John Malone is putting his money where Rupert Murdoch’s mouth is.
Liberty Media is buying $500 million in News Corp. preferred limited shares, in keeping with an agreement inked in March between Malone’s Liberty and Murdoch’s News Corp. Investment will help finance Murdoch’s pending $6.6 billion purchase of General Motors’ controlling 34% in DirecTV parent Hughes Electronics.
Barring any unforeseen regulatory holdup, sources say deal should be completed by December.
Malone counts his current 19% stake in News Corp. as one of his favorite investments (it’s worth around $6.2 billion and comprises some 13% of Liberty’s own value); he had toyed with the idea of his own bid for DirecTV last year but ultimately decided to give his vote — and cash support — to Murdoch’s proven managerial track record with digital satellite platforms.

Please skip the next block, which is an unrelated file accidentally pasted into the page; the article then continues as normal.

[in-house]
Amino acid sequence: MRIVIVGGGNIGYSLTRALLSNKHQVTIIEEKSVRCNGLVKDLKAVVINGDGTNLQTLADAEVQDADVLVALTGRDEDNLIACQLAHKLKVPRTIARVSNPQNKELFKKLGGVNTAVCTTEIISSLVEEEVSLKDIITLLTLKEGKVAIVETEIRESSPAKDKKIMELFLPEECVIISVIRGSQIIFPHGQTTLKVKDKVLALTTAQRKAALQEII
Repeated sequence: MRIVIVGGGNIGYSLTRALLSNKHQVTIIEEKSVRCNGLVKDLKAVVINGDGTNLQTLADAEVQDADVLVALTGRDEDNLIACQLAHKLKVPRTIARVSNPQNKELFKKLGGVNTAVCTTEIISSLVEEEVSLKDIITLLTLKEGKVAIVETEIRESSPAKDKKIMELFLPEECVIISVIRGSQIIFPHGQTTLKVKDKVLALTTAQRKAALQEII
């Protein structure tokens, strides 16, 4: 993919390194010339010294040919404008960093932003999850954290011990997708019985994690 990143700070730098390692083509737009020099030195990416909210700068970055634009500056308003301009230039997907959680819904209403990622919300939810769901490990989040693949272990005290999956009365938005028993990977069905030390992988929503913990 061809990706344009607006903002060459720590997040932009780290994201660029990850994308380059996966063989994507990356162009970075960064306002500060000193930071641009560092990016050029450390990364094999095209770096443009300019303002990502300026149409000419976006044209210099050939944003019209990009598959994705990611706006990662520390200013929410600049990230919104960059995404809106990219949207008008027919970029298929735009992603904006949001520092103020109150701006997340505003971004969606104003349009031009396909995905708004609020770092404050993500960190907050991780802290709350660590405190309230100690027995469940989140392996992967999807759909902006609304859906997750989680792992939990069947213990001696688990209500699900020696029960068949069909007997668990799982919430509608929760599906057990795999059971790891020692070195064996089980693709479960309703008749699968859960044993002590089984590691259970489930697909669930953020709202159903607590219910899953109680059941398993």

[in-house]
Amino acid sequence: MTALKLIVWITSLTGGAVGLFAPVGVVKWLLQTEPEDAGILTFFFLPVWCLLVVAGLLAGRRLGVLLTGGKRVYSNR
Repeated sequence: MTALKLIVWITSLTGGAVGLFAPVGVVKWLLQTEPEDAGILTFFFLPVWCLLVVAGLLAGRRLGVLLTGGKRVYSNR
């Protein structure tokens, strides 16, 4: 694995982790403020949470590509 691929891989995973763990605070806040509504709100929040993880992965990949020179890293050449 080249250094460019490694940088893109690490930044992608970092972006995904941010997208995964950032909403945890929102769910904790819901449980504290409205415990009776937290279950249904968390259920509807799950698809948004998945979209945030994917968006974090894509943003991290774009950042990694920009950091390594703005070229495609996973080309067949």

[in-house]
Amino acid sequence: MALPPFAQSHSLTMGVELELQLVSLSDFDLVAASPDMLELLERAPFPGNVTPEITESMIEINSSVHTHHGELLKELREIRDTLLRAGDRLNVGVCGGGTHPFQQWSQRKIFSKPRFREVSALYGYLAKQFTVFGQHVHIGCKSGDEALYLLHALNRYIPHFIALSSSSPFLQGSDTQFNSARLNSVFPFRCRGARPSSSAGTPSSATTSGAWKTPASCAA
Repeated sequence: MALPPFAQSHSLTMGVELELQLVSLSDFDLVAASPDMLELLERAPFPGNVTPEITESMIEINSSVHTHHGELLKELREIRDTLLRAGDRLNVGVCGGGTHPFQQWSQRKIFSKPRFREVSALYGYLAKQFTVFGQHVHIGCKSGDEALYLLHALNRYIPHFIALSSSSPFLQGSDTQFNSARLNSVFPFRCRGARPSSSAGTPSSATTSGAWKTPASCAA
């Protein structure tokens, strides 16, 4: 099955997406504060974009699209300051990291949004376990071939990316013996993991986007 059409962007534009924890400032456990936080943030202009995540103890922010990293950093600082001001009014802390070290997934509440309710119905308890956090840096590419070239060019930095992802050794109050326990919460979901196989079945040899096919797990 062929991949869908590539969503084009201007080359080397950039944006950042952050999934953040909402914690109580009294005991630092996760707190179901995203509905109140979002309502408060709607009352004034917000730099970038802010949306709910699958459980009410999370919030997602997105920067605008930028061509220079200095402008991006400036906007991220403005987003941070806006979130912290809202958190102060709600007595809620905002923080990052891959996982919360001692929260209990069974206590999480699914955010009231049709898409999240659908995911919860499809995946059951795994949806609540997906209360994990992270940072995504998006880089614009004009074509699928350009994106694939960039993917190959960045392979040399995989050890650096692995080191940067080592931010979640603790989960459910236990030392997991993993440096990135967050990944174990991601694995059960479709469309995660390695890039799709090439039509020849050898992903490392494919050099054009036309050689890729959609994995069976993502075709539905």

Transaction ups Liberty’s holding in News Corp. to 20%, technically making the Denver-based holding company the largest single equity shareholder in the company behind Murdoch, who has an economic interest of 19%. Murdoch nonetheless controls of 31% of News Corp.’s all-important voting stock.
While the deal was expected and widely commended, Liberty’s preference for shoring up its holdings in other people’s companies runs counter to Malone’s stated aim of becoming more of an operating company. In September Liberty spent $7.9 billion to take control of QVC. The home shopping net and third-ranked pay movie web Starz Encore are its only core 100%-controlled operations.
Company also owns 50% of Court TV and 49% of Discovery, both of which could be expensive to buy or sell given the tax implications. The vast bulk of Liberty value is attributed to a myriad of public and private shareholdings in media and technology companies in the U.S. and abroad.
Concerned about Liberty’s strategic options, many shareholders are still hoping it will use its still-plentiful cash reserves to repurchase its own depressed stock.
Under the agreement between the two moguls inked last spring when News Corp. made its offer for DirecTV, Liberty was obliged to exercise its $500 million investment option if News Corp. purchased Hughes within two years. If Liberty hadn’t agreed to the purchase by the end of September, News Corp. could have forced Liberty to invest within two years at a higher per-share price.